PALUMBO CATCHING MOSQUE BOOKINGS
Pittsburgh Post-Gazette (PA) - Thursday, August 15, 1991
Author: PETER B. KING
"Probably a majority" of the DiCesare-Engler concerts that would have been staged at the Syria Mosque will go to the A.J. Palumbo Center if the Mosque is torn down. That's the news from DiCesare-Engler 's Ed Traversari. It's bad news for the city's pop music fans.
Even before the Mosque's imminent demolition, DiCesare-Engler is shifting shows that would have played the Mosque to the Palumbo. Perry Como's Christmas concert, held last year at the Mosque, will be performed this year at the Palumbo on Dec. 6.
"At this point, we don't know for sure (about the Mosque)," Traversari says. "But we can't wait around. So that's why we went ahead and booked the show."
Traversari says DiCesare-Engler is looking at ways to improve the Palumbo's acoustics, which many critics and fans (myself included) think are awful. But I'm skeptical DiCesare-Engler will be able to accomplish much, short of doing to the Palumbo what Presbyterian University Hospital is about to do to the Mosque.
For the Como show and others in a 3,500-seat configuration DiCesare-Engler is calling the A.J. Palumbo Theatre, Traversari promises theatrical curtains that will give the place a cozier atmosphere. He also says the bleacher seats will not be used.
These are miniscule blessings. As a critic, I see a lot of concerts, and I've become accustomed to the comfort and acoustics of the Mosque. The prospect of listening to music in a basketball court instead of a real theater is depressing.
I just returned from two blissful weeks of vacation at the National Guitar Summer Workshop in New Milford, Conn.
Held on the grounds of a prep school, the workshop draws a variety of players -- from rock to jazz to classical, from beginner to advanced.
But they all have at least one thing in common -- they're guitar crazy. They play the instrument from early in the morning to late at night. When they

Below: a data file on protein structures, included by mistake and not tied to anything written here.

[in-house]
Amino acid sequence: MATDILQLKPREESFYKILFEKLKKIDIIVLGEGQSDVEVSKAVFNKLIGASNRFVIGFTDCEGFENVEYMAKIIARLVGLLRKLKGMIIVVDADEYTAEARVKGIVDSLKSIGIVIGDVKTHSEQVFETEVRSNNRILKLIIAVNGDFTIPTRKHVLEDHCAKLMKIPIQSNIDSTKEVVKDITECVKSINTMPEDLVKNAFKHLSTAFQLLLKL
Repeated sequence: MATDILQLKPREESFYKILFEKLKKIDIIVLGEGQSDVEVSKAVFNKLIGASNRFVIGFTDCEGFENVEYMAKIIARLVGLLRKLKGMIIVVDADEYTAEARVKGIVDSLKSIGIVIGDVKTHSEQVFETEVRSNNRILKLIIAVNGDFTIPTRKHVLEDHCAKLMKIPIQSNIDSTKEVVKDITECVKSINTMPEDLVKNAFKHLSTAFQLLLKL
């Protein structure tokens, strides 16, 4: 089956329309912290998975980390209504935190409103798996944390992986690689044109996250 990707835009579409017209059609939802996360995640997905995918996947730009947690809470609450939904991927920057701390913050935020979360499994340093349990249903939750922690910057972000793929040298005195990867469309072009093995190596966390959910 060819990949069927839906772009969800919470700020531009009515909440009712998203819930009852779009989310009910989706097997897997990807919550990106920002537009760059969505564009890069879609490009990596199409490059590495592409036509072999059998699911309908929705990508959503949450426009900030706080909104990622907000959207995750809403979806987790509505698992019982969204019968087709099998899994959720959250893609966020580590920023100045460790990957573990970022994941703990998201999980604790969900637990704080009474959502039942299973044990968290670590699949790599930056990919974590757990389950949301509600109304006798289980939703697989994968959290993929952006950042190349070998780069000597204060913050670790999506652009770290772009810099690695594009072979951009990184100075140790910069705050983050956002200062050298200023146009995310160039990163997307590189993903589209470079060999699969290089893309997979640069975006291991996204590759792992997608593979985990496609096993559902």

put it down to grab a quick bite, they talk guitar. When they drift off for a few hours sleep, they dream it.
The faculty, largely from the New York City area, are almost all fine musicians and enthusiastic teachers. "Name" players like Frank Gambale, Adrian Belew and Pierre Bensusan teach special seminars and mingle with students in the dining hall. The atmosphere is friendly, but the pace is rigorous. The workshop is serious about teaching a lot in a little bit of time.
New Milford lies in the foothills of the Berkshire Mountains -- a pretty resort area not unlike the Laurel Mountains. The dorm rooms at the Canterbury School are small and spartan, and the best thing you can say about the food is that it's, well, plentiful. (Also, they try to accommodate vegetarians.)
But if you want luxury, go to the Breakers or the Homestead. If you want to advance as a guitarist, the workshop is a great place.
Calliope: The Pittsburgh Folk Music Society is offering a variety of courses in traditional folk music beginning Sept. 30. Courses include guitar, tinwhistle, banjo, old-time fiddle, hammer dulcimer, harmonica, concertina, bodhran, singing, Irish flute and many others. There are also courses geared specifically to children.
Running both four weeks and eight weeks, the classes will be taught at The Carnegie Library of Lawrenceville. Registration closes Sept. 21. For a free brochure, write to Folk Music Classes: Fall 1991, Calliope, Suite 200, 279 Fisk St., Pittsburgh, Pa. 15201.
Force Field chosen
Force Field, the band led by Dave Iglar and Shari Richards, made it to the semi-finals of the national Long Beach Blues Festival Talent Search. Based on an audition tape, they were chosen to compete at Buddy Guy's Legends nightclub in Chicago on Aug. 4.
A more traditional Chicago R&B group beat out Force Field to advance to the finals in Long Beach, but Iglar is happy nonetheless.
''We thought our style of blues could have been a little modern and a little rock-oriented if they were looking for something a little traditional. But we felt that we did well, put on a good show, made some connections and kind of broke into the scene a little bit."
Force Field performs this Saturday at Al's Cafe, Bethel Park. In their acoustic incarnation, Dave and Shari perform at Moondog's, Blawnox, on Friday, and at Al's Cafe Sunday.
Shower of Stars Ad 1964
Pat DiCesare in 1972. Before DiCesare-Engler he called his business "University Attractions" and "Pat DiCesare Productions"
Rich Engler in his Stanley Theatre Office
DiCesare and Engler at the Stanley Theatre with Sha Na Na
Stanley Theatre lobby. DiCesare-Engler owned and operated the theatre between 1977-1984
DiCesare-Engler took over management of the Syria Mosque from 1984 -1991
IC Light Amphitheatre was home to DiCesare-Engler summer concerts from 1989 - 2006